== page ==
Animal Upon Animal has slightly smaller pieces than the First Game version. This game is for ages 4 and up. Players are asked to roll to determine how many animals they are stacking or they may be asked to add a piece to the base adjacent to the crocodile. The dexterity involved is harder than it looks and can be a challenge even for the adults playing too. Buy Animal Upon Animal here on Amazon.

Spot It! Animals Jr

Spot It! Animals Jr is simple, inexpensive, and portable. Oh! And your Preschooler has a decent shot at beating you in it. This is a matching game with multiple variables of play.  There is one matching animal on every card so you are trying to be the first to find the matching animal.  This is great for even the youngest gamers and helps to develop their observational skills. Buy Spot it! Animals Jr. here on Amazon.

There are multiple variations of Spot It. Some of them are recommended for ages 4+ and some are recommending for 6+. Other Spot it versions that are for ages 4+ include:

  • Spot It: 123 (recommended 3+)
  • Spot It Paw Patrol
  • Spot It! Frozen II
  • Spot It! Pixar
  • Spot It! Disney Princess

Kitty Bitty

“Kitty Bitty is a remake of the beloved Blue Orange classic, Froggy Boogie. This adorable wooden game has little minds use memory and color recognition to help their kitten make it around the yarn balls and back to the basket. Each turn, players need to find the correct mommy cat. Then pick up one of her eyes; if it’s blank they can move on to the next yarn ball. If there’s a kitten printed on the bottom they stay put and it’s the next players turn. The first kitten that makes it around all the yarn balls and back to the basket wins!” Buy Kitty Bitty here on Amazon.

Hoot Owl Hoot

Hoot Owl Hoot! is a cooperative game to bring the owls back to the nest.  The goal is to get all the owls back before the sun comes up.  Each player has three cards dealt in front of them.  Players choose a color card to pla, and draws a card to refill at the end of their turn.  With a color card, the player selects an owl and move it to the next corresponding space of that color. If a player has a sun card they must play it, and the sun moves one space on the tracker. The difficulty can be increased by adding more owls to put back in the nest. Buy Hoot Owl Hoot! here on Amazon.


Zingo is a bingo game with a few twists by Thinkfun.  The game is for players ages four and up and can play two to six players, and game play is quick and a game take 15-20 minutes. Zingo is a great game to have for young players.  Thinkfun has also created  multiple versions of Zingo published by Thinkfun. They include: Zingo 1-2-3Zingo Sight Words, and Zingo Word Builder.  These can be great ways to develop beginning reading and math skills, and for preschool and primary students the Zingo variations are a great fit.  The random nature of the game allow for play with the whole family.  Buy Zingo here on Amazon.

 Build or Boom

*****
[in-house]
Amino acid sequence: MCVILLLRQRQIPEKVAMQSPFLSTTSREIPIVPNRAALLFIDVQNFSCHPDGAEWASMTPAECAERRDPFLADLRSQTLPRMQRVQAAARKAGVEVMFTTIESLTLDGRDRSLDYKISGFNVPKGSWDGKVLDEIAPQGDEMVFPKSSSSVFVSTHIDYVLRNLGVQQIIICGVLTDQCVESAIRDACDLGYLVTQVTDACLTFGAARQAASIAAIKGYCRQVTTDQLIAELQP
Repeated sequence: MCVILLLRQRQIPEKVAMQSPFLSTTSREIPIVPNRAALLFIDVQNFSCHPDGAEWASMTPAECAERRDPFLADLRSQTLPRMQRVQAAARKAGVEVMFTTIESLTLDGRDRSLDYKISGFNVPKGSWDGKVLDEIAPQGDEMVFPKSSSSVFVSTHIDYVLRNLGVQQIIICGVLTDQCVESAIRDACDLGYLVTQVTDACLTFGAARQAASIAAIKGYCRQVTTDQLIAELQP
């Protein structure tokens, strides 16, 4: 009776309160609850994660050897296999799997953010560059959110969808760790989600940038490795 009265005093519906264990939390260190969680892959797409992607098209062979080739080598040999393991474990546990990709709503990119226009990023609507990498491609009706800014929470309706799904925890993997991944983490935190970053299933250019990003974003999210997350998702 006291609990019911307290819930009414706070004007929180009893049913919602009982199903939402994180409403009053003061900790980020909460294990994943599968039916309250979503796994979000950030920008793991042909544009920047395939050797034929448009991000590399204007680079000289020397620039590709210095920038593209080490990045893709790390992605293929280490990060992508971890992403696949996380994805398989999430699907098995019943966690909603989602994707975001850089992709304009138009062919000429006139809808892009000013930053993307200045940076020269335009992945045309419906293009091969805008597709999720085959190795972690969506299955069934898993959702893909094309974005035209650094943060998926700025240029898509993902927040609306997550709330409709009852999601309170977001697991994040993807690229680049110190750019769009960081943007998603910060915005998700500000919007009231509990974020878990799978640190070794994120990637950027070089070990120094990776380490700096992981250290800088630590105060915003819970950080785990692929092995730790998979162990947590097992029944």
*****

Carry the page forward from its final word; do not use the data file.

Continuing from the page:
Build or BOOM is a block stacking dexterity game designed to be played by even the youngest member of your family. Check out our review here. Your goal is to race your opponent to complete a tower out of uniquely shaped blocks. Then BOOM their tower to keep them from winning. This game is absolutely playable by everyone in the family. It is designed for kids 4 years old and over, but is still fun and playable by the more mature members of the family. The concepts are simple to understand and no reading is required. The plastic pieces are big enough for tiny hands to manipulate and the towers are challenging for all ages. Buy Build or Boom here on Amazon.

What do you think? Sound off in the comments and let us know your thoughts!

Make sure to keep your eyes on Engaged Family Gaming for all of the latest news and reviews you need to Get Your Family Game On!

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Skylanders was responsible for the birth of the toys to life genre. Kids everywhere asked their parents, Santa, or anyone else who might listen to help them get in on the action. There were six games in the series  and dozens of figures.

It can be VERY difficult to tell them apart. This is especially true now that the figures are no longer sold in stores. The only way to find the characters now is to search at rummage sales, on Ebay, or on the Facebook marketplace.

Fear not! We have a quick and easy guide to figuring out how to tell all of those Skylanders apart and to figure out what games in the franchise you can use them in.

If the figures are in their original packaging for some reason, then your job is easy. You can read the box and find out what game it goes with. You can use that figure with all of the Skylander’s games released afterwards.

The Skylanders release timeline is as follows:

  • Skylanders: Spyro’s Adventure (2011)
  • Skylanders Giants (2012)
  • Skylanders SWAP Force (2013)
  • Skylanders Trap Team (2014)
  • Skylanders SuperChargers (2015)
  • Skylanders Imaginators (2016)

Unfortunately, most of the Skylanders you find today will be loose. So you’ll need to find another method to identify them.